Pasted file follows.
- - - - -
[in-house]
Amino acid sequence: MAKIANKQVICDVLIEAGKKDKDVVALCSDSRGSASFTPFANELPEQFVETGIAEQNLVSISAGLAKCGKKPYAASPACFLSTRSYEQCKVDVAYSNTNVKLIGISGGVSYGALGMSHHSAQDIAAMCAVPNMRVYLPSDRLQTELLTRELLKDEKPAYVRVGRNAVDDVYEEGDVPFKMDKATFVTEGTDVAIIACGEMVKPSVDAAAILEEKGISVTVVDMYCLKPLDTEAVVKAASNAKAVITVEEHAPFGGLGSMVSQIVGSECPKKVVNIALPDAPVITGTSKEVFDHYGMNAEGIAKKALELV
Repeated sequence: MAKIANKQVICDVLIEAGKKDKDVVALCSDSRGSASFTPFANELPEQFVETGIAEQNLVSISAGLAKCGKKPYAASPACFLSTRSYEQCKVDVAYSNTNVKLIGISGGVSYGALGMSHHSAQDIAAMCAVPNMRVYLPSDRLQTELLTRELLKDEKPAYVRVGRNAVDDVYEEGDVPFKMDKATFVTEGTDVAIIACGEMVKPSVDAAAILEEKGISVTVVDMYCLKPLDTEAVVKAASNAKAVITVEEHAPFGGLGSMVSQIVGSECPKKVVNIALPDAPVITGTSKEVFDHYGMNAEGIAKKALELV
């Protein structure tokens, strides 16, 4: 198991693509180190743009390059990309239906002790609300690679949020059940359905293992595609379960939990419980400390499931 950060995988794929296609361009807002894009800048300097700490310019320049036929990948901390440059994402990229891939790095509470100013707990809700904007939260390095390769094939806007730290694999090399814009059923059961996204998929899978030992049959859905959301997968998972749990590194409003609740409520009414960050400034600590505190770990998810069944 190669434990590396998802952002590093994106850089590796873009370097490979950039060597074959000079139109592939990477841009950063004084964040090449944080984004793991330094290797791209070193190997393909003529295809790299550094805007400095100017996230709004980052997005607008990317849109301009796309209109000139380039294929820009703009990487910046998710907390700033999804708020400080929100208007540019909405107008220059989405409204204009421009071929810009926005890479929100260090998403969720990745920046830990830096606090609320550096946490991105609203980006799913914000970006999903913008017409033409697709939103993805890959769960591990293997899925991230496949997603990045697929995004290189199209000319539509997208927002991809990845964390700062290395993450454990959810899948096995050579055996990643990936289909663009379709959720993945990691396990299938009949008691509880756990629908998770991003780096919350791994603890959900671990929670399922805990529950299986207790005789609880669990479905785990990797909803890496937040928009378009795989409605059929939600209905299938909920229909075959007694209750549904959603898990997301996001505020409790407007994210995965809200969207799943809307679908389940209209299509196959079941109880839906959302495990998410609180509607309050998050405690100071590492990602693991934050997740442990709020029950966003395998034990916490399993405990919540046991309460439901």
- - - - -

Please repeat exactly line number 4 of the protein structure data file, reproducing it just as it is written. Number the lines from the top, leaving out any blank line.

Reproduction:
């Protein structure tokens, strides 16, 4: 198991693509180190743009390059990309239906002790609300690679949020059940359905293992595609379960939990419980400390499931 950060995988794929296609361009807002894009800048300097700490310019320049036929990948901390440059994402990229891939790095509470100013707990809700904007939260390095390769094939806007730290694999090399814009059923059961996204998929899978030992049959859905959301997968998972749990590194409003609740409520009414960050400034600590505190770990998810069944 190669434990590396998802952002590093994106850089590796873009370097490979950039060597074959000079139109592939990477841009950063004084964040090449944080984004793991330094290797791209070193190997393909003529295809790299550094805007400095100017996230709004980052997005607008990317849109301009796309209109000139380039294929820009703009990487910046998710907390700033999804708020400080929100208007540019909405107008220059989405409204204009421009071929810009926005890479929100260090998403969720990745920046830990830096606090609320550096946490991105609203980006799913914000970006999903913008017409033409697709939103993805890959769960591990293997899925991230496949997603990045697929995004290189199209000319539509997208927002991809990845964390700062290395993450454990959810899948096995050579055996990643990936289909663009379709959720993945990691396990299938009949008691509880756990629908998770991003780096919350791994603890959900671990929670399922805990529950299986207790005789609880669990479905785990990797909803890496937040928009378009795989409605059929939600209905299938909920229909075959007694209750549904959603898990997301996001505020409790407007994210995965809200969207799943809307679908389940209209299509196959079941109880839906959302495990998410609180509607309050998050405690100071590492990602693991934050997740442990709020029950966003395998034990916490399993405990919540046991309460439901």